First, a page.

D une collection de 10 epreuves originales vintages
Philip Adolphe Klier was an outstanding photographer. Nevertheless, he undertook various professional activities. They all seem to have contributed to his skill. Klier was of German origin. He began his active life as a professional photographer in 1871, starting in Moulmein, one of the bigger cities of 'Lower Burma'. Although Klier can be regarded as an early photographer, photography as such was no longer experimental. Klier worked his way up and was described in the Illustrated London News of March 1877 as a 'local artist of considerable repute'. Around 1880 Klier moved to Rangoon, Burma's biggest and fastest growing city. In the wake of the conquest of the Irrawaddy Delta by the British in 1852, Rangoon had become the centre of Indo-British power. For Klier, Rangoon presented a heaven-sent chance to extend his professional activities. In the beginning Klier worked on his own. The desire to have a studio was what most probably prompted him to look for a partner and so he worked together with J. Jackson in the period 1885-90 but then, for the rest of his life, he carried on independently.
Tres belle epreuve representant :
? Colons ou corps diplomatique en poste en Birmanie - District de Katha le pose en famille au moment du picnic. ? au dos indication Picnic District de Katha Epreuve tiree sur papier albumine photosensible noircissement direct, de format 13,3 / 20,2 cm . L etat de conservation de cette epreuve est assez bonne
L image est d une coloration tres bien contrastee, Dans une echelle de 1 a 10 en densite pour comparer avec une epeuve absolument parfaite de couleur et de contraste je noterais cette epreuve a 9 / 10.
L etat de conservation de cette epreuve est tres bonne. L image est d une coloration relativement intense et tres homogene.
Tirage original d epoque, considere comme vintage, donc tirage contemporain de sa prise de vue. Le cliche fut pris et tire par le photographe. Les plaques negatives a cette epoque etaient sur papier ou negatif au collodion humide et le tirage au format sans agrandissement. L image mise en ligne n a pas ete retouchee, les contrastes sont fideles
By GERDA THEUNS-DE BOER Philip Adolphe Klier was an outstanding photographer. Nevertheless, he undertook various professional activities. They all seem to have contributed to his skill. Klier was of German origin. He began his active life as a professional photographer in 1871, starting in Moulmein, one of the bigger cities of 'Lower Burma'. Although Klier can be regarded as an early photographer, photography as such was no longer experimental.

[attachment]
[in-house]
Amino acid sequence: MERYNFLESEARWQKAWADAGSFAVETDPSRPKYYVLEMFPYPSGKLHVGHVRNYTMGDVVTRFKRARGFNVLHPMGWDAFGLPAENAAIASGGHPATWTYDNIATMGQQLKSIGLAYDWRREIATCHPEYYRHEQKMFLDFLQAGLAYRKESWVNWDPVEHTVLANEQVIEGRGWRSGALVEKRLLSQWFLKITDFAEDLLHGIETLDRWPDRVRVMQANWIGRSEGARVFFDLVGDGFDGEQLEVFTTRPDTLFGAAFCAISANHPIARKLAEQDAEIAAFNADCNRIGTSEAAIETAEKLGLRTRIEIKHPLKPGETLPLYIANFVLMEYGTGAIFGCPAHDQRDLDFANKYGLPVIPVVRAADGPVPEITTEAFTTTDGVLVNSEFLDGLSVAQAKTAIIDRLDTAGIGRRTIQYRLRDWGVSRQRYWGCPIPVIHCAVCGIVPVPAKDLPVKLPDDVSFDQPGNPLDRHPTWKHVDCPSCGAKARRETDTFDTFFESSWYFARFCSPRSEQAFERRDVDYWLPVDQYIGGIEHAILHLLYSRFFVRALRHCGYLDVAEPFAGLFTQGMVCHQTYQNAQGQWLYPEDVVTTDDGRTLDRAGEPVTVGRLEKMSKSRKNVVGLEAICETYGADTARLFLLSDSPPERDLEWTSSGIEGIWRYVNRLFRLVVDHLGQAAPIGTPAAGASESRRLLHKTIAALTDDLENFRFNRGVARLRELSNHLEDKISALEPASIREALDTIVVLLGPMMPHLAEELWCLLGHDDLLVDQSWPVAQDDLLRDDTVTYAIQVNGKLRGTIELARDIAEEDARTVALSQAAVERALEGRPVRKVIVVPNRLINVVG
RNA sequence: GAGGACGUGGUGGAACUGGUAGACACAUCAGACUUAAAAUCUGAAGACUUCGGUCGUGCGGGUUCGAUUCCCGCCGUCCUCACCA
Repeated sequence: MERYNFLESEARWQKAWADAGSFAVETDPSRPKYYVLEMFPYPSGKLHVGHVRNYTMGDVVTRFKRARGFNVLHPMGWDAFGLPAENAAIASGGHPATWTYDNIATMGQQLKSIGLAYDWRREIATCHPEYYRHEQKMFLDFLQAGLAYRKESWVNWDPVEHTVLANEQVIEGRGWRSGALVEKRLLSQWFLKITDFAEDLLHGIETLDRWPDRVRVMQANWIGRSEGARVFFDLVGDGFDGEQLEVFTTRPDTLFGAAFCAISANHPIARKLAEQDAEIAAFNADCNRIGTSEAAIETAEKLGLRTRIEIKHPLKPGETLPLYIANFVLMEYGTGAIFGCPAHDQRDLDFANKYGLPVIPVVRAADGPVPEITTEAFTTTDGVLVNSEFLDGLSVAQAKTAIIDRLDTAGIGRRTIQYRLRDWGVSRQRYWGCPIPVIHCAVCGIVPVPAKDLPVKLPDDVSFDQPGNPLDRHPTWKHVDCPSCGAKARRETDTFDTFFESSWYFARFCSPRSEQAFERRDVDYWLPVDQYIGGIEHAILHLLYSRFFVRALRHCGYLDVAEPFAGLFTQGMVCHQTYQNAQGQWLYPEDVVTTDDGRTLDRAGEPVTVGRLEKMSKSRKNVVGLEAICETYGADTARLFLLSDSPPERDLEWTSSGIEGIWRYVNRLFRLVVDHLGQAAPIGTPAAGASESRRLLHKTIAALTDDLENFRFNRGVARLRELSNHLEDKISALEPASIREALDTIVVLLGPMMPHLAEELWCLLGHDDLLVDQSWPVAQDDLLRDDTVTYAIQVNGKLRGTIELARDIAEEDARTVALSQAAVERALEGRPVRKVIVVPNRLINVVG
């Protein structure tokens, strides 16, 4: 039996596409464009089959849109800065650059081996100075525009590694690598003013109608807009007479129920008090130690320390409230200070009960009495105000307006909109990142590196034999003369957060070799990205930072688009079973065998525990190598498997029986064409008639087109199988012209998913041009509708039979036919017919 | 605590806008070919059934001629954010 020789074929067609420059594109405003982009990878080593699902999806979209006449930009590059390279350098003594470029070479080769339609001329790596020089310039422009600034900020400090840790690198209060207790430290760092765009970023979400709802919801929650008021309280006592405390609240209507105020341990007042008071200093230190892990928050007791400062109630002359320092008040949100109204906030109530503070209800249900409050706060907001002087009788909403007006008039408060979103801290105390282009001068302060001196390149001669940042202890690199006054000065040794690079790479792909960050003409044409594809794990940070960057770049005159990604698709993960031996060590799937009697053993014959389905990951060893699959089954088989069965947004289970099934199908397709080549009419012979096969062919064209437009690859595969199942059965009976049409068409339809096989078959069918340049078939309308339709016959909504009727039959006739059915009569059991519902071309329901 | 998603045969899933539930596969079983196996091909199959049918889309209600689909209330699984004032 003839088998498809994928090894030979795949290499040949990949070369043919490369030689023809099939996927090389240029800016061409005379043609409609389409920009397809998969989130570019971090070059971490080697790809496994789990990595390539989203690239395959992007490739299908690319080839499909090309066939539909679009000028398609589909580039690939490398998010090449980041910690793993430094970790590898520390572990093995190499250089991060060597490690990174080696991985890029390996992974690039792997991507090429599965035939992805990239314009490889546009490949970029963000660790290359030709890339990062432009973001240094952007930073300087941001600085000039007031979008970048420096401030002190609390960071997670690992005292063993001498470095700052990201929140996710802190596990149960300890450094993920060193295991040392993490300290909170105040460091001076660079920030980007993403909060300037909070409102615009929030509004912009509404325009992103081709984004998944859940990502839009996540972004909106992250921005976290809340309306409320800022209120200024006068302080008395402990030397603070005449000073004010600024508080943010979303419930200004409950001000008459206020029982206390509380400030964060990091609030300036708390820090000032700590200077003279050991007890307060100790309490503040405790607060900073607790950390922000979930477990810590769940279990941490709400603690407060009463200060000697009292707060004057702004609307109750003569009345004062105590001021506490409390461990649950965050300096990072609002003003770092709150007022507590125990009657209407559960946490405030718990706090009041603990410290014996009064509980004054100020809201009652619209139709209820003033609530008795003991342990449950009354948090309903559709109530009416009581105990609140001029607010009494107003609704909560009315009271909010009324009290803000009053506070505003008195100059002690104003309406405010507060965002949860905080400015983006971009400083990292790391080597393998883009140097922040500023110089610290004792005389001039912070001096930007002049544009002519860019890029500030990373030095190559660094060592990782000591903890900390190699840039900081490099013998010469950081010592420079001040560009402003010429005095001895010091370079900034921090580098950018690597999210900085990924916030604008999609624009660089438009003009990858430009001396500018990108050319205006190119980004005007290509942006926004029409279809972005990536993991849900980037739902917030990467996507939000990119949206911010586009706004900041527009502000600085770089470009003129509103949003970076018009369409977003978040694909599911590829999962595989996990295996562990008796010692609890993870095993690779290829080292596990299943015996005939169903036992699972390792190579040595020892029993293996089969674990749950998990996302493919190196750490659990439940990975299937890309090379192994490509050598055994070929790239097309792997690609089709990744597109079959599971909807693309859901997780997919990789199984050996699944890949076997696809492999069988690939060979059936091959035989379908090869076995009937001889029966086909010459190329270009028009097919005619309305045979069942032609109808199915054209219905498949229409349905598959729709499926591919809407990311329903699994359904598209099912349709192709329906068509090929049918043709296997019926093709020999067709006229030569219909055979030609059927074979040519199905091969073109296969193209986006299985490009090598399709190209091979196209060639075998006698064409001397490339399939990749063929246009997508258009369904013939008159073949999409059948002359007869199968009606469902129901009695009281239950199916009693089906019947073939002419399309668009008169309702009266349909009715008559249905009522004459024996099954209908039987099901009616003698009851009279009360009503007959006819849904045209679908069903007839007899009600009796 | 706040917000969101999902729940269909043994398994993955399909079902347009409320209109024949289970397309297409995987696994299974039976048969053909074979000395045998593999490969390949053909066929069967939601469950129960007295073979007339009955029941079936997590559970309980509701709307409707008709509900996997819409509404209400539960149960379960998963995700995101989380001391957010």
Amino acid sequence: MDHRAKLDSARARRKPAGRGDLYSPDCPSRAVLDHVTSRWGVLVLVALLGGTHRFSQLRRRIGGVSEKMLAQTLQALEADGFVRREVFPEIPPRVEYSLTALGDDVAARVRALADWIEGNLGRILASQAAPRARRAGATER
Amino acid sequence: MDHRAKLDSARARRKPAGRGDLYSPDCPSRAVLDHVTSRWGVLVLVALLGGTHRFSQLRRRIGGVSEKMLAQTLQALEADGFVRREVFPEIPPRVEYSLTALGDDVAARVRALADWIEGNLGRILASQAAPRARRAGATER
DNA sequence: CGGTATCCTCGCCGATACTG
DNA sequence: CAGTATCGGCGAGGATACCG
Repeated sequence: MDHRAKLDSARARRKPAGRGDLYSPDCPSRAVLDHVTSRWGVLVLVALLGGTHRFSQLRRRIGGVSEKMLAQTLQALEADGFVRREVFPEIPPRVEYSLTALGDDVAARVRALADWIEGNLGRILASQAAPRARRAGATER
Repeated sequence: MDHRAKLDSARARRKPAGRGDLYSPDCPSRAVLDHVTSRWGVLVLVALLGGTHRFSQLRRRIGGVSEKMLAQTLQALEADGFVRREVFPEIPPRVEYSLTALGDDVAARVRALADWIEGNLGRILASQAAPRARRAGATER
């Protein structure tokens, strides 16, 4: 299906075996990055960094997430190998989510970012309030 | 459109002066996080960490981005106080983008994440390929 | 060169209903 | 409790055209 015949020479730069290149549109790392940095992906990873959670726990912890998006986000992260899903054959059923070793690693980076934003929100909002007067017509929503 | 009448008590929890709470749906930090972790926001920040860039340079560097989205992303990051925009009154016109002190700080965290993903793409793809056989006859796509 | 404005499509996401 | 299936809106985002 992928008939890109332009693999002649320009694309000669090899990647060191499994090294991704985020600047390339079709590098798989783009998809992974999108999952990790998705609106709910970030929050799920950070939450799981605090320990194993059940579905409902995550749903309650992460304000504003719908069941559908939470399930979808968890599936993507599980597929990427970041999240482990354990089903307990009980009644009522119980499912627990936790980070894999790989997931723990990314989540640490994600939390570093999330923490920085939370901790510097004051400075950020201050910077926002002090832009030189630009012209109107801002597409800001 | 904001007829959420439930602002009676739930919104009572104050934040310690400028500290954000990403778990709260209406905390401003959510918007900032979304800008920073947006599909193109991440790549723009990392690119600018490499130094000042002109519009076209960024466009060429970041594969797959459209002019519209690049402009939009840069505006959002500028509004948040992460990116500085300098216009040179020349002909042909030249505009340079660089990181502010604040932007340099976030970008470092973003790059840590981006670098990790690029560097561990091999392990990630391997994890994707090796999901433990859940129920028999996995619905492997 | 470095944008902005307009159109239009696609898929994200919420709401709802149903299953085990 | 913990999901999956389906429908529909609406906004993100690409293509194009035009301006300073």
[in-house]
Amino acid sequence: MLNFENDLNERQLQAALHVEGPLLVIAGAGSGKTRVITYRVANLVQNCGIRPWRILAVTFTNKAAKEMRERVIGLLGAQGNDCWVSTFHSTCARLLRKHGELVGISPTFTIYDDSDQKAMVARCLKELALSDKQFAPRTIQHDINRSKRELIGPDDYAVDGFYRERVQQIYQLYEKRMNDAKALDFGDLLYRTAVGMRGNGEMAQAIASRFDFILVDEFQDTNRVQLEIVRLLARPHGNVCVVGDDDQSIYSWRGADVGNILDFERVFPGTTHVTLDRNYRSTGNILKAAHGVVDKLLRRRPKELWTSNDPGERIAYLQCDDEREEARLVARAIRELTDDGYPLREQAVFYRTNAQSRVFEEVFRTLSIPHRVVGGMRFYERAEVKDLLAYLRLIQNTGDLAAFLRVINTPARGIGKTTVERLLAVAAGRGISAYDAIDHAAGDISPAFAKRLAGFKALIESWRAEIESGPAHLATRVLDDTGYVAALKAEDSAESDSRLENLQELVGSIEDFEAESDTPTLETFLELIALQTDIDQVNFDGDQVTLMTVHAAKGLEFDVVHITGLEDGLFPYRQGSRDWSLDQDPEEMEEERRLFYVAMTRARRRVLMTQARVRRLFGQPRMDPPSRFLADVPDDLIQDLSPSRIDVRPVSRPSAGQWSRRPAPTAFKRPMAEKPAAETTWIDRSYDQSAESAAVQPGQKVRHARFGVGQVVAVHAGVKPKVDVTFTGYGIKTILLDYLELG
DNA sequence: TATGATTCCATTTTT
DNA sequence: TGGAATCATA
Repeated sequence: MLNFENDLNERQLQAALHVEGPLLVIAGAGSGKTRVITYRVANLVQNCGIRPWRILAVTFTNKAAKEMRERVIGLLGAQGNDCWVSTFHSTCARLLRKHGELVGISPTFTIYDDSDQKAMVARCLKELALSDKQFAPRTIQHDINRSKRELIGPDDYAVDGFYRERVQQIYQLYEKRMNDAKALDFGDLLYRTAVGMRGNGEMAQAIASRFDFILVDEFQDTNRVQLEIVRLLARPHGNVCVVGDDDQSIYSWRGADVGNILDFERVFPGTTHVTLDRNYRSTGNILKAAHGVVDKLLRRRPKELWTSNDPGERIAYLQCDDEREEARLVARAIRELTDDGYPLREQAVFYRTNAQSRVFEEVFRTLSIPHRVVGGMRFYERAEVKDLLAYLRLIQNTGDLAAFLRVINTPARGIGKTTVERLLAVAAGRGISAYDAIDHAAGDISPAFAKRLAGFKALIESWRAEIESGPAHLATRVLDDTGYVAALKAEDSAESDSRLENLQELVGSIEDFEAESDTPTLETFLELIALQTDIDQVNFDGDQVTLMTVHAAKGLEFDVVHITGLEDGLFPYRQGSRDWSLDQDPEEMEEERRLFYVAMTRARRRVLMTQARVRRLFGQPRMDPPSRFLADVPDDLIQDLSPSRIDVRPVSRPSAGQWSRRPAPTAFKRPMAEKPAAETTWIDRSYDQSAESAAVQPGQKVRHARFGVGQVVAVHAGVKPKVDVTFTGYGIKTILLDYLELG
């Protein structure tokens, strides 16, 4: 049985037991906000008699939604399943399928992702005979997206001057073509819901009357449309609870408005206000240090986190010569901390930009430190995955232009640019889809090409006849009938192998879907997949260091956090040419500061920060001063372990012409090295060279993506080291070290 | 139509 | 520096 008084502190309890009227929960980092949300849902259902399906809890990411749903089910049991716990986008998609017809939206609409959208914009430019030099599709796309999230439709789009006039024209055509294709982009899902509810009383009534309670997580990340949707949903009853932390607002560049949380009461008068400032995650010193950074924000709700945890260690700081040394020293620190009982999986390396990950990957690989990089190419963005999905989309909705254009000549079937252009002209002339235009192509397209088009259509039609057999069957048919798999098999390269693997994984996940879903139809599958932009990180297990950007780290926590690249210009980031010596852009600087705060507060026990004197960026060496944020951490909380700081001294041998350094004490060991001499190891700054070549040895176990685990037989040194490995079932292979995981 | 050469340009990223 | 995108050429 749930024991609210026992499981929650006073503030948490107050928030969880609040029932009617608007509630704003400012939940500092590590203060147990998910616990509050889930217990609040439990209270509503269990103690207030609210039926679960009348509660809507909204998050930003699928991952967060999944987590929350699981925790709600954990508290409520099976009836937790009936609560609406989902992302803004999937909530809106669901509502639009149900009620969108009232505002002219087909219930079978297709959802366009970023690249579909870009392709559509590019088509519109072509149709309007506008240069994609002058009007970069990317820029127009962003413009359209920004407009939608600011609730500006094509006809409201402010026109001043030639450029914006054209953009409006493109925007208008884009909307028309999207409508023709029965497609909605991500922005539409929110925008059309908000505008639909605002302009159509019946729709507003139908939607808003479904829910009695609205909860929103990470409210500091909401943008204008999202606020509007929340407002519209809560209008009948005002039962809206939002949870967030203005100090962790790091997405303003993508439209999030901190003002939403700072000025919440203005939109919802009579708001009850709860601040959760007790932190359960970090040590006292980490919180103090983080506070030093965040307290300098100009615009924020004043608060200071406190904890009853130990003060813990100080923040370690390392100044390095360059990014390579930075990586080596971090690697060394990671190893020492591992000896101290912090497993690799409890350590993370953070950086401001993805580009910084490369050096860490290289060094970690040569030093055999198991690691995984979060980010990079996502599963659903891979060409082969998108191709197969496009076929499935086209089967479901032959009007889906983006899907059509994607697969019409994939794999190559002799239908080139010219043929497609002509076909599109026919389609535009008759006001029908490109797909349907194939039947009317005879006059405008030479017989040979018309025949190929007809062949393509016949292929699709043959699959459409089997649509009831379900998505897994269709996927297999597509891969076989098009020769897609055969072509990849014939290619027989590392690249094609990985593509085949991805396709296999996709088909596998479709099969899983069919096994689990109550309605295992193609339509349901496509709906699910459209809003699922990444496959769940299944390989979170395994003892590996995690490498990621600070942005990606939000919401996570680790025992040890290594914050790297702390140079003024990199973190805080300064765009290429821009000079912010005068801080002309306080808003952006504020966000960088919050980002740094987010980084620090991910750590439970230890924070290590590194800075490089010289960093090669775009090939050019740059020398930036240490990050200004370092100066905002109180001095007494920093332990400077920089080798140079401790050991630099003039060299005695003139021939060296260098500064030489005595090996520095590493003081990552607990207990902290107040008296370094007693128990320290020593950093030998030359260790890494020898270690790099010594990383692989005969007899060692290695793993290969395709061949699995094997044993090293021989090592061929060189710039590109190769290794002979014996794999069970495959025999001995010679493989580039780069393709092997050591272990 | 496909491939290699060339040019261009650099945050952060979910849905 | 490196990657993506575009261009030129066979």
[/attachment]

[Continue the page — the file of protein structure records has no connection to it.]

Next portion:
Making a living from photography at that time was still difficult. From the directories which mention Klier, we learn that he tried to minimize his business risk by taking work as an optician, watchmaker, and jeweller as well running the firm known as Murken & Klier, with Heinrich Murken being his business associate. Klier worked his way up and was described in the Illustrated London News of March 1877 as a 'local artist of considerable repute'. Around 1880 Klier moved to Rangoon, Burma's biggest and fastest growing city. In the wake of the conquest of the Irrawaddy Delta by the British in 1852, Rangoon had become the centre of Indo-British power. For Klier, Rangoon presented a heaven-sent chance to extend his professional activities. In the beginning Klier worked on his own. The desire to have a studio was what most probably prompted him to look for a partner and so he worked together with J. Jackson in the period 1885-90 but then, for the rest of his life, he carried on independently.
From advertisements in the Rangoon Gazette, the Rangoon Times, and the Weekly Budget, we may conclude that Klier succeeded admirably in commercializing his photographs. The texts are always embellished with slogans such as: Awarded prize medals; New Series and New Designs; Pictures finished in the highest style of art; Photographs in all the latest processes; Pictorial postcards in colour and black and white etc. The core of his work is expressed best in an advertisement in the Rangoon Gazette of March 2, 1887: 'Portraits taken from 8 am to 3 pm. Views of Upper and Lower Burma, Maulmain and the Andaman Islands, also Burmese celebrities and characters of Burmese life'. Besides this, he was a specialist in art photography. Quite a few of his photographs were published in art books as photogravures. He focused on silverware, glass mosaics, woodcarving, iron and steel work, and panel art. Here we can see how his photography and other professional activities were related to each other, as from later advertisement it is known that Klier took up trade again as a dealer in objects d'art, silverwork, and furniture! It is my belief that all of his additional undertakings in Moulmein and Rangoon contributed to his photographic skill. Let us take a look on photo 578 entitled 'Burmese Hpongyees Collecting Alms'. Collecting alms